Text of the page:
by Patrick Roefflaer
This is the 25th album of Bob Dylan’s for which the art work has been reviewed. Details of the previous articles can be found here.
41 – Triplicate
- Released March 31, 2017
- Photographer John Shearer
- Liner Notes Tom Piazza
- Art-director Geoff Gans
Following Shadows In The Night and Fallen Angels, Bob Dylan released a third selection from the Great American Songbook. Again all these song were previously recorded by Frank Sinatra, between 1939 and 1964.
Although these 30 songs could easily fit on two vinyl albums, Dylan chose to present them as a three-disc set, each individually titled and presented in a thematically-arranged 10-song sequence. Perhaps it’s his homage to the inventor of the concept album?
At first glance, the art-work for Triplicate appears to be very minimalist, especially for a triple album. On the front, only the album’s title is featured, printed in white lettering against a glossy, deep purple background. On the back there’s the name of the singer above three vertical rectangles. In each of these, the title of the individual LPs is printed above a list of the song titles (No writers/composer’s credits).
Underneath these rectangles there’s just one more piece of information: “Produced by Jack Frost”.
The title, Triplicate, can be seen as another reference to Sinatra, who’s 1980 Reprise 3LP set is called Trilogy: Past Present Future. Dylanologist Andreas Volkert however has discovered that in 1876 a set of playing cards was manufactured by Andrew Dougherty called Triplicate. A replica of this set was reissued in 2014. This may seem far-fetched, but another set by the same manufacturer, Chinese Dragon Back No. 81, is depicted on the cover of Fallen Angels.
The font on the cover is Goudy Text, which was designed in 1928 by Frederic W. Goudy, based on Gutenberg’s 42-line bible. That same typeface was used on Testify! The Gospel Box, a 3 cd-box, released by Rhino Records, in June 1999. (Remember that Geoff Gans, who did the artwork for Triplicate is an ex-Rhino art director.) That box set design was presented as a kind of prayer book.
However Dylan (or Gans) adds another layer.
In the Roaring Twenties of last century, the 78 rpm shellac disc became the recording standard for the music industry. The time limit of 3 1⁄2 minutes on a 10-inch was enough for most popular songs. But even 12-inch 78s could only give about 4–5 minutes per side, which was not nearly enough for classical-music.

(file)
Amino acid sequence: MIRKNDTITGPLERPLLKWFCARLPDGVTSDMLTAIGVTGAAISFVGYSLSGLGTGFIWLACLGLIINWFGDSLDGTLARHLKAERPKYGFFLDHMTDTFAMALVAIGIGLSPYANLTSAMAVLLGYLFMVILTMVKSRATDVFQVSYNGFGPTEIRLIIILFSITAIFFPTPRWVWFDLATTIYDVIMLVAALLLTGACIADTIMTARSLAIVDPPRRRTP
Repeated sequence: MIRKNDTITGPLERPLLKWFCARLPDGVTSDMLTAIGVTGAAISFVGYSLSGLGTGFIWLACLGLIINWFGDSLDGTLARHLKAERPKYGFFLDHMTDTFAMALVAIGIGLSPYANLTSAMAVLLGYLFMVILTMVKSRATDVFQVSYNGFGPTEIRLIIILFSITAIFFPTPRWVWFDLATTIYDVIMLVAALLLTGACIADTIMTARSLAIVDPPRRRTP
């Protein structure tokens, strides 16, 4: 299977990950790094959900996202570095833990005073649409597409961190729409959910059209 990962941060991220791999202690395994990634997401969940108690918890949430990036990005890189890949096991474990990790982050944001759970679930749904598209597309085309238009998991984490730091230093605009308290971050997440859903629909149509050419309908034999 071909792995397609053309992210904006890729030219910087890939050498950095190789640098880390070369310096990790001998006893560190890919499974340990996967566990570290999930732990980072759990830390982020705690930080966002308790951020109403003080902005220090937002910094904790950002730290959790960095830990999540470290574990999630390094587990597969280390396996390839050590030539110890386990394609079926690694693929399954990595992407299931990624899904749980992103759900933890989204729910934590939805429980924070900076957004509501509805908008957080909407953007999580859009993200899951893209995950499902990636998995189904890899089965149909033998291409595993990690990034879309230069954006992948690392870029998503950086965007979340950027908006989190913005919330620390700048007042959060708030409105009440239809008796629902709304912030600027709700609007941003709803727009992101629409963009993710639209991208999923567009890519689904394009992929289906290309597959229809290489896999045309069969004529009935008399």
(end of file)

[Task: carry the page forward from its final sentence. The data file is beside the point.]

In the 1930s, record companies began issuing collections of 78 rpm records in specially assembled packages, which included three or four records, with two sides each, making six or eight times 3½ minutes for a longer work. The individual records were housed in paper sleeves, with a paperboard or leather cover on the front and the back. The covers of these bound books were wider and taller than the records inside, allowing the record album to be placed on a shelf upright, like a book, suspending the fragile records above the shelf and protecting them. Some artwork was provided on the front cover and liner notes on the back or inside cover.
As this design resembled that of photo albums, the were called “Record albums”, or simply albums. Later on, when the 33 rpm 12 inch Long Player was introduced, the name “album” stuck in the US, while in Great Britten the name Long Player or LP was preferred.
The artwork of Dylan’s triplicate not only refers to the prayer book, but also to the way records were released before the LP. Frank Sinatra’s first studio album was released by Columbia Records, on March 4, 1946 as an album with four shellac 10-inches.
As Dylan said in his New York Times interview to promote Time Out Of Mind (September 29, 1997): “These old songs are my lexicon and my prayer book … All my beliefs come out of these old songs, literally anything from ‘Let Me Rest on that Peaceful Mountain’ to ‘Keep on the Sunny Side’.”
Back to Triplicate.
Opening the front cover, there’s a full page black and white portrait of the singer. This photo hides a long essay by novelist Tom Piazza. It’s the first time liner notes have appeared in a Dylan studio album since Dylan’s self-penned notes for World Gone Wrong in 1993.
The girl is most likely Tracy Phillips, actress, dancer, and choreographer. She’s the daughter of football coach Wade Phillips. Tracy also appears in the “The Night We Called It A Day” video, where she is wearing a blonde wig. Another photo from the same series was used on the back of the “Beaten Path” catalogue (2016). Both the Triplicate photos as the one in the catalogue were made by John Shearer.
In the Wikipedia page for Triplicate the photographer is referred to another John Shearer (April 21, 1947 – June 22, 2019). While the deceased photographer, writer, and filmmaker is best known for his photojournalism, especially of “racial subjects”, the actual Triplicate photographer is still alive. The real Shearer is living in Nashville and is specialized in entertainment portraiture, backstage coverage, and live-music photography. On his Instagram and also on his website, there is a post with Bob Dylan leaning against what looks to be the same car.
Shearer was first associated with Bob Dylan for the cover of Tempest (2012) and since was called upon when some publicity photos were needed for whiskey, ironworks, catalogue for paintings , or indeed album artwork.
PS: The Goudy Text typeface is used for the artwork of the digital single ‘Murder Most Foul’.
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